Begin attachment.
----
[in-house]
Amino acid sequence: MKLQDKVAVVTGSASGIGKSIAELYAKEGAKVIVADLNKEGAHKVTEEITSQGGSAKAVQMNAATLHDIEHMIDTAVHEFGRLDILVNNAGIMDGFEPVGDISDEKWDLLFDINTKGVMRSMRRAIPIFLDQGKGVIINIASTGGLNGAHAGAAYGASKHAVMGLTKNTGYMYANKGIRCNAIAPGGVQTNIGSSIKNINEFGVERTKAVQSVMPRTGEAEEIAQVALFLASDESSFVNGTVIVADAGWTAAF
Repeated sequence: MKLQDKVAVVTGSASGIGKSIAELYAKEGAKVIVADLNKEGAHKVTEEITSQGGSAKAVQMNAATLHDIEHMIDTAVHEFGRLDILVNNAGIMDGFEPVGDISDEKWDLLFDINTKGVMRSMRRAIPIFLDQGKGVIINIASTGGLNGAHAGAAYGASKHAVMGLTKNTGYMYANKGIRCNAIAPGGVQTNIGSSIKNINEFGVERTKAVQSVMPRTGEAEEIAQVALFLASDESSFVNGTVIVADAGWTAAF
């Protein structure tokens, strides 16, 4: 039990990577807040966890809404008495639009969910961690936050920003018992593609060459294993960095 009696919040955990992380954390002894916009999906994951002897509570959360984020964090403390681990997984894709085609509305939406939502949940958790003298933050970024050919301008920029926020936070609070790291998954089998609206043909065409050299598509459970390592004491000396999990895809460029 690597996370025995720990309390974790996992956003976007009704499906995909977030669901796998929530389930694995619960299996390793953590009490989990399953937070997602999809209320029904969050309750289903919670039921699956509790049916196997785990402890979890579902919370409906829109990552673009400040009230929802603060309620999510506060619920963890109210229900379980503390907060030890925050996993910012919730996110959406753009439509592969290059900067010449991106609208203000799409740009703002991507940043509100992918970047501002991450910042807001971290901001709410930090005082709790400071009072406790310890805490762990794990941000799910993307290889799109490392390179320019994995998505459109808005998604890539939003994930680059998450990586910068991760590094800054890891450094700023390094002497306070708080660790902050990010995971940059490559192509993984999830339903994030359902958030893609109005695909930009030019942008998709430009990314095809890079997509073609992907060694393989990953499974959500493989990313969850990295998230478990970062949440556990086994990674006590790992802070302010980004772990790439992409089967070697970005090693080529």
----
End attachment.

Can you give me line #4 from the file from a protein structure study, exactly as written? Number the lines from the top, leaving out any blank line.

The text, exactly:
């Protein structure tokens, strides 16, 4: 039990990577807040966890809404008495639009969910961690936050920003018992593609060459294993960095 009696919040955990992380954390002894916009999906994951002897509570959360984020964090403390681990997984894709085609509305939406939502949940958790003298933050970024050919301008920029926020936070609070790291998954089998609206043909065409050299598509459970390592004491000396999990895809460029 690597996370025995720990309390974790996992956003976007009704499906995909977030669901796998929530389930694995619960299996390793953590009490989990399953937070997602999809209320029904969050309750289903919670039921699956509790049916196997785990402890979890579902919370409906829109990552673009400040009230929802603060309620999510506060619920963890109210229900379980503390907060030890925050996993910012919730996110959406753009439509592969290059900067010449991106609208203000799409740009703002991507940043509100992918970047501002991450910042807001971290901001709410930090005082709790400071009072406790310890805490762990794990941000799910993307290889799109490392390179320019994995998505459109808005998604890539939003994930680059998450990586910068991760590094800054890891450094700023390094002497306070708080660790902050990010995971940059490559192509993984999830339903994030359902958030893609109005695909930009030019942008998709430009990314095809890079997509073609992907060694393989990953499974959500493989990313969850990295998230478990970062949440556990086994990674006590790992802070302010980004772990790439992409089967070697970005090693080529």